Council will discuss the letter at a council meeting this month, he said.
For its part, the chamber will wait for a response from the city, Lester said.
According to Lester, the city is violating the territory’s Cities, Towns and Villages Act, which states that municipalities faced with a deficit at the opening of a new fiscal year must create a budget to eliminate the budget by year’s end.
“If you’re budgeting for deficits, then you’re not achieving what the act says,” Lester told Nunatsiaq News.
“That’s where it’s quite possible they are in contravention of the act.”
And a breach of the CTV Act could open the door for the Government of Nunavut to put an appointed administrator in charge of the city, the chamber’s letter said.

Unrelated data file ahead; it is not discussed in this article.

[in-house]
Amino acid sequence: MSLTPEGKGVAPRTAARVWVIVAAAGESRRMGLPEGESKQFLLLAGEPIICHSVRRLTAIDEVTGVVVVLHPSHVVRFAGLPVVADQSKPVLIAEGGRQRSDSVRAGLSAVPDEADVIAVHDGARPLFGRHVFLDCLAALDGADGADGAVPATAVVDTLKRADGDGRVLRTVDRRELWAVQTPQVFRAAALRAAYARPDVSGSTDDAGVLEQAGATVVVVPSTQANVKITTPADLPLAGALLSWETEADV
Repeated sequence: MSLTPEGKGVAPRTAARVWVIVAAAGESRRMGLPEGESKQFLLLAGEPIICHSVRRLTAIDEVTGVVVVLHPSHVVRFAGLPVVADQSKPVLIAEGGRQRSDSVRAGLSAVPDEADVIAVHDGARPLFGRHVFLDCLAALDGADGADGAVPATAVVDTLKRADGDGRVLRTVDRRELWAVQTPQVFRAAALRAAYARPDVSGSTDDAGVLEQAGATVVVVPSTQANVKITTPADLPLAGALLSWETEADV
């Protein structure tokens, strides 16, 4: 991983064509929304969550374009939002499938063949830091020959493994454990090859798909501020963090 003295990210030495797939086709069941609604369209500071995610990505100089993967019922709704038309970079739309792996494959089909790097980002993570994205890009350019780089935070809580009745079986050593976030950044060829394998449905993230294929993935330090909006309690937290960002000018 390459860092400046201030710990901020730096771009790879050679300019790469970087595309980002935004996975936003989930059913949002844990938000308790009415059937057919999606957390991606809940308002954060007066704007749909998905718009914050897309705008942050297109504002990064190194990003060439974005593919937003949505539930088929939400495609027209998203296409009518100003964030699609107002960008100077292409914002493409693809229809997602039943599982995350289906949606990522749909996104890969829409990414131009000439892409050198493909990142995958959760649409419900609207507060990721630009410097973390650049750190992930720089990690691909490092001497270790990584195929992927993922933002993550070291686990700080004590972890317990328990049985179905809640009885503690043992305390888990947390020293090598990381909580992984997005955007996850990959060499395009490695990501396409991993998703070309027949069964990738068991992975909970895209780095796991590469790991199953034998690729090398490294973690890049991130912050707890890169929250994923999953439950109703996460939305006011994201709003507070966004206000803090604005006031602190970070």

The chamber’s members agree that this year’s proposed tax increases on commercial properties will force businesses to raise prices and rents.
Council’s decision to limit this year’s tax increase on private homeowners to only seven per cent stands in stark contrast to the tax increases that businesses face.
These range from a 21.3 per cent increase on commercial properties, to an increase of 31.2 per cent on properties classified as industrial.
“Obviously, they’re protecting homeowners, and foisting the responsibility upon multiple residential, commercial, and industrial” properties, said Stuart Kennedy, co-owner of DJ Specialties grocery and convenience store, and part-owner of the Tumiit Development Corp.
The city has also reassessed property values in Iqaluit, which “confused a lot of people,” Kennedy said.